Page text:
AMD is planning to launch the industry’s first native quad-core processors, codenamed Barcelona, in September.
The Quad-Core AMD Opteron was due to launch mid-year, but AMD has confirmed that the processor will now ship to OEMs in August and will appear in systems and on motherboards from September. The news comes as Intel announced that shipments of its quad-core Xeon 5300 microprocessor have topped one million since its release in November.
The launch will be the first time AMD introduces standard and low-power versions of chips simultaneously. The chip will also be the first x86 CPU to integrate four processing cores on a single die of silicon and which will remain compatible with earlier AMD processors.
The processors will arrive in a variety of frequencies up to 2GHz, with higher-frequency standard and special-edition versions due to launch in the fourth quarter. In tests, AMD claimed the chips will increase performance by up to 70 per cent on certain database applications and by up to 40 per cent on some floating point applications. Despite the performance hike, they will operate within the same thermal envelope as current Opterons.
“Customers are expecting energy efficiency as much as absolute performance,” said Randy Allen, corporate vice president, server and workstation division at AMD. “Better performance at the expense of greater power consumption is no longer an option. AMD has prioritised production of our low-power and standard-power products because our customers and the ecosystem demand it and they will deliver on the promise of the highest levels of performance-per-watt the industry has seen.”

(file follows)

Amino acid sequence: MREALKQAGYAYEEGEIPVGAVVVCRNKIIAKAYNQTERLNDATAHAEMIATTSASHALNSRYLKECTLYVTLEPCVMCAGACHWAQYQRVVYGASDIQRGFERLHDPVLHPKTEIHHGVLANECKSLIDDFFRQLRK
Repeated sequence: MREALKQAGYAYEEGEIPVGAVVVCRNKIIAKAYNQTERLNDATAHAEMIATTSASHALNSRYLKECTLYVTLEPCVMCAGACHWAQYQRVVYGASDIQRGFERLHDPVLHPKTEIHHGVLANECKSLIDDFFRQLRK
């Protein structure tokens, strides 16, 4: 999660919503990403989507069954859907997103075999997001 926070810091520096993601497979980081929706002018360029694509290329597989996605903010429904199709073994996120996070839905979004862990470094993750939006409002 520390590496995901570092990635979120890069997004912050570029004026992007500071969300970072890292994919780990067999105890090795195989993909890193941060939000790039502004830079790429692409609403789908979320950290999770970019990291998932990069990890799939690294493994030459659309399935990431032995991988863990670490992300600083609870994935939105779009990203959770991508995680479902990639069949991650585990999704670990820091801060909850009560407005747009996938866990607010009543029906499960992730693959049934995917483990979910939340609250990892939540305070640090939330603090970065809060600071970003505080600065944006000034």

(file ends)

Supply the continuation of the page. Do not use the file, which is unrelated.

Rival Intel recently unveiled products to boost its presence in the high-performance computing (HPC) sector. The company claimed its new Cluster Ready program and Connects Cables will benefit systems from deskside supercomputers to high-end clusters.
Cluster Ready outlines minimum hardware and software specifications needed to roll out off-the-shelf high-performance applications. The high-speed Connects Cables are designed for hooking up systems up to 100 metres apart and delivering data speeds of up to 20GBps.
“In the past, HPC buyers faced fragmentation and uncertainty among the disparate mix of cluster solutions,” said Richard Dracott, general manager, Intel high performance systems. “With Intel Cluster Ready, organisations can purchase clusters knowing that the equipment and applications are certified to work together. Instead of spending months defining and deploying a cluster, it is more like buying an enterprise server.”
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View photos of last night's awards ceremony in London
View photos of all the winners from the 2018 Channel Awards
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